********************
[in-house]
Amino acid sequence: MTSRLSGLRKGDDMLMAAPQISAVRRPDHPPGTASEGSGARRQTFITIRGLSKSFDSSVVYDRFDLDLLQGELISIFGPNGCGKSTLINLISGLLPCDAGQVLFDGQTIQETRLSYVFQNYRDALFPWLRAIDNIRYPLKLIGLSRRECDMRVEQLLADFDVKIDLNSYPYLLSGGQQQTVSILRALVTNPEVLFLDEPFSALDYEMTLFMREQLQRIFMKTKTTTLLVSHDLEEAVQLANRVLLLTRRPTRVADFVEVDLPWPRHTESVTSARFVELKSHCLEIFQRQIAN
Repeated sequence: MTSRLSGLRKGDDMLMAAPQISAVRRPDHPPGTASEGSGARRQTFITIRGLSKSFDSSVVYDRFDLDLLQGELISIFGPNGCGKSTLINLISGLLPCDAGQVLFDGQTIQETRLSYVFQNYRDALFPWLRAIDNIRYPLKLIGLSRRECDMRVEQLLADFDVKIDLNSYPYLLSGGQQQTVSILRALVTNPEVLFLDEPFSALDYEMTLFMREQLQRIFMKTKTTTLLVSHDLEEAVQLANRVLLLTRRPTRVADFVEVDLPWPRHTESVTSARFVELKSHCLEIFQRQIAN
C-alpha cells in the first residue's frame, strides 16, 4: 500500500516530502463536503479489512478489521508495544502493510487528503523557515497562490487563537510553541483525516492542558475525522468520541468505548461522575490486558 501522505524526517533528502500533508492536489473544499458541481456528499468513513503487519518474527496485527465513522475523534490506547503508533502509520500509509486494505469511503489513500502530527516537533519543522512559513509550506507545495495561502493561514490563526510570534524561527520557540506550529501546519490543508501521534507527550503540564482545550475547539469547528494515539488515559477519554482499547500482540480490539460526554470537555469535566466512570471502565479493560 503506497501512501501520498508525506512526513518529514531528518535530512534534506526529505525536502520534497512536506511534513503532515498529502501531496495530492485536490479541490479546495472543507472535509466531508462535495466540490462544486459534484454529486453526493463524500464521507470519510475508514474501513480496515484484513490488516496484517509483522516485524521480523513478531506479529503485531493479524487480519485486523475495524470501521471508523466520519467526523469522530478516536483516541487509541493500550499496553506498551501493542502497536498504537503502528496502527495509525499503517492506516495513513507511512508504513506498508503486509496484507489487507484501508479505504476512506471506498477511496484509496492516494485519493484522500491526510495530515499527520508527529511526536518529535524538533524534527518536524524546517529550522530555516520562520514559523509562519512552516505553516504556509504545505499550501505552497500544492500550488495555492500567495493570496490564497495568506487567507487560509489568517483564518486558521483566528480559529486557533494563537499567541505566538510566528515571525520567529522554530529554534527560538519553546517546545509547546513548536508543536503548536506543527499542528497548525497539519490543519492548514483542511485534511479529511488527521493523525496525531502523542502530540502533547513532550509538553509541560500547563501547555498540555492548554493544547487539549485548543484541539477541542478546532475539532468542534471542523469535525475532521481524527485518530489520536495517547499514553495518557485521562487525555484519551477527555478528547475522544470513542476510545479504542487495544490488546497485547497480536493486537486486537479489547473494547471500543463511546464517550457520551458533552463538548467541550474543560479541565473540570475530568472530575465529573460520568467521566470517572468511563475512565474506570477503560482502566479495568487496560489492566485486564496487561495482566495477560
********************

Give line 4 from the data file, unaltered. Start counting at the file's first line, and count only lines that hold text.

C-alpha cells in the first residue's frame, strides 16, 4: 500500500516530502463536503479489512478489521508495544502493510487528503523557515497562490487563537510553541483525516492542558475525522468520541468505548461522575490486558 501522505524526517533528502500533508492536489473544499458541481456528499468513513503487519518474527496485527465513522475523534490506547503508533502509520500509509486494505469511503489513500502530527516537533519543522512559513509550506507545495495561502493561514490563526510570534524561527520557540506550529501546519490543508501521534507527550503540564482545550475547539469547528494515539488515559477519554482499547500482540480490539460526554470537555469535566466512570471502565479493560 503506497501512501501520498508525506512526513518529514531528518535530512534534506526529505525536502520534497512536506511534513503532515498529502501531496495530492485536490479541490479546495472543507472535509466531508462535495466540490462544486459534484454529486453526493463524500464521507470519510475508514474501513480496515484484513490488516496484517509483522516485524521480523513478531506479529503485531493479524487480519485486523475495524470501521471508523466520519467526523469522530478516536483516541487509541493500550499496553506498551501493542502497536498504537503502528496502527495509525499503517492506516495513513507511512508504513506498508503486509496484507489487507484501508479505504476512506471506498477511496484509496492516494485519493484522500491526510495530515499527520508527529511526536518529535524538533524534527518536524524546517529550522530555516520562520514559523509562519512552516505553516504556509504545505499550501505552497500544492500550488495555492500567495493570496490564497495568506487567507487560509489568517483564518486558521483566528480559529486557533494563537499567541505566538510566528515571525520567529522554530529554534527560538519553546517546545509547546513548536508543536503548536506543527499542528497548525497539519490543519492548514483542511485534511479529511488527521493523525496525531502523542502530540502533547513532550509538553509541560500547563501547555498540555492548554493544547487539549485548543484541539477541542478546532475539532468542534471542523469535525475532521481524527485518530489520536495517547499514553495518557485521562487525555484519551477527555478528547475522544470513542476510545479504542487495544490488546497485547497480536493486537486486537479489547473494547471500543463511546464517550457520551458533552463538548467541550474543560479541565473540570475530568472530575465529573460520568467521566470517572468511563475512565474506570477503560482502566479495568487496560489492566485486564496487561495482566495477560